#### fluidistic

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**1. Homework Statement**

Consider a liquid whose density [tex]\rho[/tex] varies such that [tex]\rho (x)=Kx[/tex] where [tex]K[/tex] is a constant and [tex]x[/tex] is measured from the surface of the liquid. The liquid is contained into a cylinder, and the liquid height is [tex]L=\frac{2m}{AeK}[/tex].

We introduce a parallelepiped horizontally where its upper and bottom surfaces are worth [tex]A[/tex], its mass is [tex]m[/tex] and its height is [tex]2e[/tex].

Depreciate the viscosity of the liquid.

1)Determine the equilibrium position of the mass.

2)Determine the motion equation of it, if we apart it a [tex]\Delta x[/tex] from its equilibrium position.

**2. Homework Equations**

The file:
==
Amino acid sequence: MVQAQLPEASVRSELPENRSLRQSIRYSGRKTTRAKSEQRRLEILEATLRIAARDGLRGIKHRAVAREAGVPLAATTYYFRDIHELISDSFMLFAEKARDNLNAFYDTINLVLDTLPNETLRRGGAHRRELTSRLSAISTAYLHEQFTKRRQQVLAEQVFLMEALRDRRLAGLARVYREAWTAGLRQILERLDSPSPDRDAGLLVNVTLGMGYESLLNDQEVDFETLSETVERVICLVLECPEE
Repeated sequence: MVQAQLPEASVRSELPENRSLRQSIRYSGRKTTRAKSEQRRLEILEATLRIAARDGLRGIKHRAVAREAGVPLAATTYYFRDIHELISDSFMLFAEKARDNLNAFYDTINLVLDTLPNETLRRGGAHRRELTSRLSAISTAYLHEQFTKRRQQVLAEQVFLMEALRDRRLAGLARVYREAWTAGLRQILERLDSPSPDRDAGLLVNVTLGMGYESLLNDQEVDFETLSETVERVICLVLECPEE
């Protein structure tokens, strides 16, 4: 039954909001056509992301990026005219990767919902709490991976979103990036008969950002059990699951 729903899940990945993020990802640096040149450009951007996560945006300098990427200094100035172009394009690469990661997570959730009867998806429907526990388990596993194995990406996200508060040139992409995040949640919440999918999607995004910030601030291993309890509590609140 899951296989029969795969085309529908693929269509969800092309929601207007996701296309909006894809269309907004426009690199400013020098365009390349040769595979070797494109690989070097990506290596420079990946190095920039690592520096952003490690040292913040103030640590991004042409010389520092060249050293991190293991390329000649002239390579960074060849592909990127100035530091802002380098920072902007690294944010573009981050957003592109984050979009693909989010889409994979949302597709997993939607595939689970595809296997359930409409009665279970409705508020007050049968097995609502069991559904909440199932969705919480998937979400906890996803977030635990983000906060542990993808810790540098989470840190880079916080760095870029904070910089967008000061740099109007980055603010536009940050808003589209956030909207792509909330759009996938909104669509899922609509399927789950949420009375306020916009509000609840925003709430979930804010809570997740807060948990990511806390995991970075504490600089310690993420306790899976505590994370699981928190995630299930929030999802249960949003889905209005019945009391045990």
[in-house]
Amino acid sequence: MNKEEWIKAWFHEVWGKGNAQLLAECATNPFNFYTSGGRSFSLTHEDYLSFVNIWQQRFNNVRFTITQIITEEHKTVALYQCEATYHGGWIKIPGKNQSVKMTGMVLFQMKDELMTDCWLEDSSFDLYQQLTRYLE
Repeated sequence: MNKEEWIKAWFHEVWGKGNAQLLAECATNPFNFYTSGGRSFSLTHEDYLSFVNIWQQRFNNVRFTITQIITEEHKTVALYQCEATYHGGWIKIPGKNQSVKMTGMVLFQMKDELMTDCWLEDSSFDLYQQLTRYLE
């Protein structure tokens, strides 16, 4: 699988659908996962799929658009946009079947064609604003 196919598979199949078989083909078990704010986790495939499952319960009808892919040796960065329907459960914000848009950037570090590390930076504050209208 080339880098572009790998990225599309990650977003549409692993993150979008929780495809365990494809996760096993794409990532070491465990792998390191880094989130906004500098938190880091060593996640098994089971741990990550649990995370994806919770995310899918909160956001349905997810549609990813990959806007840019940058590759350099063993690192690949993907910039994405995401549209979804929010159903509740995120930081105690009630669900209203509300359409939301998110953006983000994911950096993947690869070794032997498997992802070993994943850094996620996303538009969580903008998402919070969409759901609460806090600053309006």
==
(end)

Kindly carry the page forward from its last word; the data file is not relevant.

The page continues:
None given.

**3. The Attempt at a Solution**

I don't think I can apply Archimedes' principle because the fluid hasn't a constant density.

What I did was to calculate the pressure difference between the upper and bottom surfaces of the mass.

if X is the distance between the surface of the liquid and the center of mass of the parallelepiped, I get that the force acting on the upper surface is [tex]AK\int _0^{X-e}xdx=-\frac{AK}{2}(X-e)^2[/tex].

Similarly I get the force acting on the bottom surface :[tex]\frac{AK}{2}(X+e)^2[/tex].

I sum them up to get the total force due to the pressure's difference : [tex]2AKeX[/tex].

This force acts upward. However to calculate the net force on the mass, I have to add the last force : its weight : [tex]mg[/tex].

When the mass is at equilibrium, [tex]mg=2AKeX \Rightarrow X=\frac{mg}{2AKe}[/tex].

Am I right? If so, I'll try to continue alone.